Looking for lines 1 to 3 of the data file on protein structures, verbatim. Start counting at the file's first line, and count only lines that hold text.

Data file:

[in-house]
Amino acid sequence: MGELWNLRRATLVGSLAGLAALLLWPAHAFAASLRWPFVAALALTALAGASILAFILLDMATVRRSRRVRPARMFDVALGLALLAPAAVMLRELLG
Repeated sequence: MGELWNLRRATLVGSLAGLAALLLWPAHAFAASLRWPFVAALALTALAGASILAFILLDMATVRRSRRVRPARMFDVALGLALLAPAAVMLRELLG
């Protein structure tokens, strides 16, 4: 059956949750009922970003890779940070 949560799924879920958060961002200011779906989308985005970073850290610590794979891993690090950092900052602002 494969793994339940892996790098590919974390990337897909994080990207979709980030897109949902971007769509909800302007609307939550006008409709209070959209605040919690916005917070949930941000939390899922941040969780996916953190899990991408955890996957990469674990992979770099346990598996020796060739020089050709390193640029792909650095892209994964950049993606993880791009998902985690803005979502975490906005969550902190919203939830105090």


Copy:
[in-house]
Amino acid sequence: MGELWNLRRATLVGSLAGLAALLLWPAHAFAASLRWPFVAALALTALAGASILAFILLDMATVRRSRRVRPARMFDVALGLALLAPAAVMLRELLG
Repeated sequence: MGELWNLRRATLVGSLAGLAALLLWPAHAFAASLRWPFVAALALTALAGASILAFILLDMATVRRSRRVRPARMFDVALGLALLAPAAVMLRELLG